‘Saint’ behind the camera
6 Feb 2017 1 comment. tbs.pm/10694
From Look Westward magazine for 13-19 December 1964
The Saint moved swiftly and silently down the darkened corridor. Suddenly, he flung open a door, charged through it and yelled “Cut!”
At once, the corridor was flooded with light from a brace of arcs. A camera and microphone loomed above Simon Templar. We were on one of the big sound-stages at Elstree Studios, where The Saint film series is made.
The Saint, himself, had become transformed into Roger Moore, film director. He picked his way through snakily coiled cables and sank into a deck chair. He poured himself a cup of his favourite Italian coffee. There was a time for a few minutes’ relaxation. Another sequence of The Saint was in the can.
Viewers who only see Roger on the screen as the dare-devil knight errant created by Leslie Charteris would be astounded by the change which comes over Roger when he directs he is doing a behind-the-camera stint on at least two stories in this series.
He is a scrupulous professional. Before lining up each sequence before the cameras, he crouches on all-fours with a viewfinder, judging how the set will look to the cameraman.
A film technician told me: “Roger is just about the most unsnobbish director I know. For example, if a picture or a mirror needs straightening, he’ll do it himself. Most directors would send for some minion. Roger pitches in with all of us. That way he gets our full co-operation.”
I watched him tug a massive grand-piano into the middle of the living-room set. He struck me as a courteous but firm disciplinarian, working quickly and without fuss.
Although each story hus to be completed (locations included) within nine working days. Roger, when he’s in control, spends endless time on rehearsals, polishing the actors’ lines, giving them confidence with a friendly word and the sudden sharp wisecrack.
We finished off the coffee thermos together and he told me: “Directing is a challenge. The director is presented with a script, actors and a sum of money. With these, he has to tell a cops-and-robbers story. It’s no good complaining that there isn’t enough time, that the weather is bad, that the script is terrible. Within imposed limits, he must get that story on the screen.
“The secret is to keep things moving not give the audience a chance to realise just how improbable many of the stories are. Start slowing things up and you’re lost.”
Why, I asked, does Roger go in for directing when being an actor looks tough enough? He said: “Ever since I was a kid I’ve loved telling stories which is just what a director does. I had a job as a cartoonist once. Wonderful experience!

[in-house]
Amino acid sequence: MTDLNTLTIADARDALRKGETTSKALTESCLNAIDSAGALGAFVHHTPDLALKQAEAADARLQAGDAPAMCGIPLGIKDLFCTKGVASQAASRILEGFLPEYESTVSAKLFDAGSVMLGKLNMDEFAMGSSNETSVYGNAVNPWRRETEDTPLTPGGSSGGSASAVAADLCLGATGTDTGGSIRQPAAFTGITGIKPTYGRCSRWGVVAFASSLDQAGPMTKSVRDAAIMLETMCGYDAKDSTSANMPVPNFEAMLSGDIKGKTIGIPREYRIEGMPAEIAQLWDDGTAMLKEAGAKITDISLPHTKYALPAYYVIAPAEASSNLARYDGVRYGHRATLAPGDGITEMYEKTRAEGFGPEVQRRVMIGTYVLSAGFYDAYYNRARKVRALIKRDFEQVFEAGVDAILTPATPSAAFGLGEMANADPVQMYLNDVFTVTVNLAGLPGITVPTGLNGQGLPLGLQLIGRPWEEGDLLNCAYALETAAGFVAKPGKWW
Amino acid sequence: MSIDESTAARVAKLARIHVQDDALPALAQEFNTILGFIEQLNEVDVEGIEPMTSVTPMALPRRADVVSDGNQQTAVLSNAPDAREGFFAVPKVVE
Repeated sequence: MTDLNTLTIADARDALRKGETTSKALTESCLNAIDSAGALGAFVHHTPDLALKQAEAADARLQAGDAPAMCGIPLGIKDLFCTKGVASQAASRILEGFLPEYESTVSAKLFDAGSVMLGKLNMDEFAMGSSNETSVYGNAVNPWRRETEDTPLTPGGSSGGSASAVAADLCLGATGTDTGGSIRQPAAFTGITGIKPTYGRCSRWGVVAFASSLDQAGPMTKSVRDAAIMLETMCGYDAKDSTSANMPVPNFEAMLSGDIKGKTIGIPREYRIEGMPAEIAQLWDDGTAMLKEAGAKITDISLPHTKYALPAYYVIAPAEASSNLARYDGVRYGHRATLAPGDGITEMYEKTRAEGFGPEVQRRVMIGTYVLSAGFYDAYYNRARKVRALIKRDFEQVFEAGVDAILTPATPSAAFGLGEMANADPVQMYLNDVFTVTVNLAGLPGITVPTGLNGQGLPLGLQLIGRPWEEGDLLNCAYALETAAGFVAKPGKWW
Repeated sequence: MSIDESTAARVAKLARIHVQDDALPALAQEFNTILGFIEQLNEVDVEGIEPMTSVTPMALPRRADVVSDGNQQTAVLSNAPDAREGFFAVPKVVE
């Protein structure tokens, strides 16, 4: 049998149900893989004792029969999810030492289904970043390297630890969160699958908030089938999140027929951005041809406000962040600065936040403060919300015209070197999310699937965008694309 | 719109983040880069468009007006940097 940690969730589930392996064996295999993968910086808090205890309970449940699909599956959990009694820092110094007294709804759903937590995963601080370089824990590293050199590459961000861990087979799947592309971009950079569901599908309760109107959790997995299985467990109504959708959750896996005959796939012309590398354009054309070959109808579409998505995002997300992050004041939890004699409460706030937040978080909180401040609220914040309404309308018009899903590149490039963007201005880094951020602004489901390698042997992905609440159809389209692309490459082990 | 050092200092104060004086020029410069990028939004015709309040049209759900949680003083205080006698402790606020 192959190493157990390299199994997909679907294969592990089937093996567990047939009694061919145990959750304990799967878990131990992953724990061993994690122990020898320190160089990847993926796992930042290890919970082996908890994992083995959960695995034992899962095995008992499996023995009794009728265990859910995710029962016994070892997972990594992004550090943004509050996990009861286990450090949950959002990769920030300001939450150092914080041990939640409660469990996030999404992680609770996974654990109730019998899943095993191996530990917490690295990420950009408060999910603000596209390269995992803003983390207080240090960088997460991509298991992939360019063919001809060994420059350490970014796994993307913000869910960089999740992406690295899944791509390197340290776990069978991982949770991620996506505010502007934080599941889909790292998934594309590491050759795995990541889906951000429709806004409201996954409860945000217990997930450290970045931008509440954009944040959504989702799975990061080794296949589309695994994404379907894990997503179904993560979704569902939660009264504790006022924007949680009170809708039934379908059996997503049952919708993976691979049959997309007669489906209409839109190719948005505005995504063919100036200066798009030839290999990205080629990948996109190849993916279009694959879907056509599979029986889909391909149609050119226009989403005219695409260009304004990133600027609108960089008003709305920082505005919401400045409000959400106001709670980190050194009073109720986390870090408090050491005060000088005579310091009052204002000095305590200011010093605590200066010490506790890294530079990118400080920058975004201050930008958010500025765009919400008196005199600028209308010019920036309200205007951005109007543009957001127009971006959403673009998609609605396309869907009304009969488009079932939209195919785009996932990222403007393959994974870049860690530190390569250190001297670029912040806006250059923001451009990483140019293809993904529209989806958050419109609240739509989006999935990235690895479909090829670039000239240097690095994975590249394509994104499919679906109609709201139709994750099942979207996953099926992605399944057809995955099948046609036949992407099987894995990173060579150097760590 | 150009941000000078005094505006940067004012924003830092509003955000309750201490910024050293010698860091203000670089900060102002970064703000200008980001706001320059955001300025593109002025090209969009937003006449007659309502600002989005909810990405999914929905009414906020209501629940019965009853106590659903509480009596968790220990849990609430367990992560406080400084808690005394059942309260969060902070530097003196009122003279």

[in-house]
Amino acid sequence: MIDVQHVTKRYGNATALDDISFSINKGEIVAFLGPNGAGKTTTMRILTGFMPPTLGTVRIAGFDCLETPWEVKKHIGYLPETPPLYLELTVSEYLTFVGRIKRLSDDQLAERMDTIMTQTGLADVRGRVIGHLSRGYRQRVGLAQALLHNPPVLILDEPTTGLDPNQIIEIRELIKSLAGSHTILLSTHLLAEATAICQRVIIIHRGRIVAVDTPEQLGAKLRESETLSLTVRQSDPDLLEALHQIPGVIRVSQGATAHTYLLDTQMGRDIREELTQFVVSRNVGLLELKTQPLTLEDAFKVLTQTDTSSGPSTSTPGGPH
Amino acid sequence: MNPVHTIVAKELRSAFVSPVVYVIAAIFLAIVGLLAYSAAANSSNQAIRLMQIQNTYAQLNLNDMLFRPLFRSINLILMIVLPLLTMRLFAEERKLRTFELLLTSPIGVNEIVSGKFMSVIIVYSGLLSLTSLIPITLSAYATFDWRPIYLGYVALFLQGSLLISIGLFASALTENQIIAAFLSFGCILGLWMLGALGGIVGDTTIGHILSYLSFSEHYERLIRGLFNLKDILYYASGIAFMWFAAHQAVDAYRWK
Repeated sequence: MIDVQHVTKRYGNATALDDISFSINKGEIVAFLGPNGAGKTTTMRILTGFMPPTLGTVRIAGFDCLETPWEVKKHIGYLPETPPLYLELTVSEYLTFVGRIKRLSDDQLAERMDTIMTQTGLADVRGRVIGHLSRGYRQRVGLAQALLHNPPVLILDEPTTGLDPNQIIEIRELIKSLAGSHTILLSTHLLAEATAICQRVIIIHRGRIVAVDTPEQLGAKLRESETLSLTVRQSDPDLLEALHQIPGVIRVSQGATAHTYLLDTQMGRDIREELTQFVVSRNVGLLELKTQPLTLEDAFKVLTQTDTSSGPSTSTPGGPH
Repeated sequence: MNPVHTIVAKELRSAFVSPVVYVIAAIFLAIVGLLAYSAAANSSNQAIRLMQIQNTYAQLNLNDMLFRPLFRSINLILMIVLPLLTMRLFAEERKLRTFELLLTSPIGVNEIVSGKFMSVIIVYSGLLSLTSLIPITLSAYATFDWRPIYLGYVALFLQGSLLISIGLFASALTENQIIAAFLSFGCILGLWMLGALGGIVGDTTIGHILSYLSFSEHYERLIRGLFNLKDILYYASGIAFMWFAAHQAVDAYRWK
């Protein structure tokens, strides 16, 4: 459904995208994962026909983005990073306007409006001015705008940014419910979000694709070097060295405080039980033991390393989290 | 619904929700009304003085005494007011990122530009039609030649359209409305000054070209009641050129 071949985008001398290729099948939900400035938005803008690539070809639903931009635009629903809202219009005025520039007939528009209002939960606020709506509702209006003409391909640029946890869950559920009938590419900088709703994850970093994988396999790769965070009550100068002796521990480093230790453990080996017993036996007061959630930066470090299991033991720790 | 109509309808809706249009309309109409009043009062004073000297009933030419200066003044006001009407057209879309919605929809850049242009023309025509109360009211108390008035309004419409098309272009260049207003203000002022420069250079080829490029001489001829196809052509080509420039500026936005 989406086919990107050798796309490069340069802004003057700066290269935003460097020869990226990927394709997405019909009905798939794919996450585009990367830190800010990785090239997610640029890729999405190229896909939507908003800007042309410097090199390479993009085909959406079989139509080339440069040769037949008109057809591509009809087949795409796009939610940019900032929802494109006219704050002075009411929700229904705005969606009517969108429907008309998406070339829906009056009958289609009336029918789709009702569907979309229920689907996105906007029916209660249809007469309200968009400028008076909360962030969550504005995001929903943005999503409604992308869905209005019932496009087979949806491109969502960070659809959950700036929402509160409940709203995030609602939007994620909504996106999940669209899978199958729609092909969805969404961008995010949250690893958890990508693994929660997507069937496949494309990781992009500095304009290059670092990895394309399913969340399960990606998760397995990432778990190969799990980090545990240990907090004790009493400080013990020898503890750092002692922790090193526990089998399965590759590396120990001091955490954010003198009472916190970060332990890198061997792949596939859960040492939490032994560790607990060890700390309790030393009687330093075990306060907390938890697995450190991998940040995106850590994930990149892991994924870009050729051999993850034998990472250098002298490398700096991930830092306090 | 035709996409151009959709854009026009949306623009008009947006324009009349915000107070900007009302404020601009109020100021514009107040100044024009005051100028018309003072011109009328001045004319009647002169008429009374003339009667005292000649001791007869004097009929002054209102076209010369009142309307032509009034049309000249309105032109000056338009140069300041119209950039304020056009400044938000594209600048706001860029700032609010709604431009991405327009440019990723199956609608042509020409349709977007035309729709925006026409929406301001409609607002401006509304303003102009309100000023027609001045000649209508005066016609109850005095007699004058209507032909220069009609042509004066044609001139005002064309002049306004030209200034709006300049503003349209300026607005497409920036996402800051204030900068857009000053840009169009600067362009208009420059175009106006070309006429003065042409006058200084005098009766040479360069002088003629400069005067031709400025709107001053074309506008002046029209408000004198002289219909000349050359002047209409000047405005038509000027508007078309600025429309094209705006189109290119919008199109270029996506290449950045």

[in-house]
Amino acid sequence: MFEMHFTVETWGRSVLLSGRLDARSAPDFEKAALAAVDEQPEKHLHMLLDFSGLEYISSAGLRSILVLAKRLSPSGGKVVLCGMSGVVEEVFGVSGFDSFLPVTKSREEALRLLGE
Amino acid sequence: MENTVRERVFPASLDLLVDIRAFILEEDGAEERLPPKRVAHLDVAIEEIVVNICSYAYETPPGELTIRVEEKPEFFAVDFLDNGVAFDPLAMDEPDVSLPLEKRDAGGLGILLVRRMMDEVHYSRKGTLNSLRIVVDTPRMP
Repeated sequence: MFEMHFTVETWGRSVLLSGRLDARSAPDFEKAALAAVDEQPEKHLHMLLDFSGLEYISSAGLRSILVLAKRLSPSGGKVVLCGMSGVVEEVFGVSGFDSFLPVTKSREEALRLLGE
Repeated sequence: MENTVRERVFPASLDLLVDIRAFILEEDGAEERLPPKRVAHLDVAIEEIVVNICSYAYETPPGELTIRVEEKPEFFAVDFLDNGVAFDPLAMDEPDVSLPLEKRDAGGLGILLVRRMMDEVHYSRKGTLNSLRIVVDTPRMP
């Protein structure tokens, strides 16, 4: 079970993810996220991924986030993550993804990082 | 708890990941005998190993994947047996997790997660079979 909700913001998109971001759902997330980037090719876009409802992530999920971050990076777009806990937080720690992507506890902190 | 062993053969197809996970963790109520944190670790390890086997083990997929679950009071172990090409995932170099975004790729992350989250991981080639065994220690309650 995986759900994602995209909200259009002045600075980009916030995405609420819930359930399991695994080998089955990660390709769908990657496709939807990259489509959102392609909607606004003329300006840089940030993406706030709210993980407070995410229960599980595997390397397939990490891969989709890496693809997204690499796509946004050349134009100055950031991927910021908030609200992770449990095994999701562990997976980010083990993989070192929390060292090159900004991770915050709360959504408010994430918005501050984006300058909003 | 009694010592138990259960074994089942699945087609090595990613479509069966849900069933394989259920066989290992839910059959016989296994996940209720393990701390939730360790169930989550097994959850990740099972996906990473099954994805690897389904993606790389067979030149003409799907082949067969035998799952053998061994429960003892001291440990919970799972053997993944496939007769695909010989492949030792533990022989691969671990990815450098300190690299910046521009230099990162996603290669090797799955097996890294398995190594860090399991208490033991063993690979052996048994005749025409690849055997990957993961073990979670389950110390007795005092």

“With cartoons you have to tell a story which can he understood instantly by anyone looking at the drawing it’s economic story-telling, using pictures graphically and simply to get over a brief message. That’s what a director on The Saint has to do.”
“In fact,” continued Roger, “I very often draw the sequences of a Saint script as if it was a comic strip. I then have a visual idea of what I want before we start shooting. That’s invaluable.”
He gestured towards the set. “I don’t pretend I’m producing a work of art here. I make a simple thick-ear yarn with the minimum of technical tricks no fancy camera angles or that Orson Welles jazz. Story-telling without frills.”
This series of The Saint is the final one. All the available stories are being used up.
“In a way, I’m glad,” Roger confesses. “I’ve played the Saint in three series. I’ve had no time to do anything else. Frankly, I’m scared of getting stale.
“I want to set up my own production company for making cinema films. I shall direct and act.
“The most difficult thing in this business isn’t the acting, or the directing. It’s finding the cash – persuading tycoons to part with the ready and convincing them that there’ll be a nice fat return.”
Another reason why Roger is bidding farewell to Simon Templar is because of the immense physical strain involved in playing so colourful a character.
“Simon,” Roger believes, “is a tough, sabre-rattling extrovert who must always be in the thick of things, always in the limelight.
“That means that in each episode I’m hardly ever off the screen. If you consider The Saint stories we’ve done collectively, you’ll see that in terms of sheer acting time I have it tougher than many a leading man in a big feature film.”
Roger doesn’t think he’ll be producing a series for TV that is anything like The Saint. One particular project that does interest him. though, is a series featuring Sapper’s famous Bulldog Drummond.
“I wouldn’t play the part myself,” Roger told me, “Drummond is a beery, rugger-playing, ex-army type. I don’t know who we’d gel, but it might be fun to have a shot at filming the old yarns. Of course, they would have to be brought up to date.”
The coffee break was over. Roger returned to the set — a sumptuous living-room of a sumptuous house occupied by whoever was the beautiful heroine of the moment.
In one corner stood a fish tank. Suddenly, right in the middle of a scene, it began to leak and water poured down on to the carpet. Roger promptly found a rag and began feverish mopping up operations.
This looked to me like the less glamorous side of being The Saint. Rut Roger enjoys being both before and behind the camera. I’ve a strong feeling that he will be combining both roles very often in the future.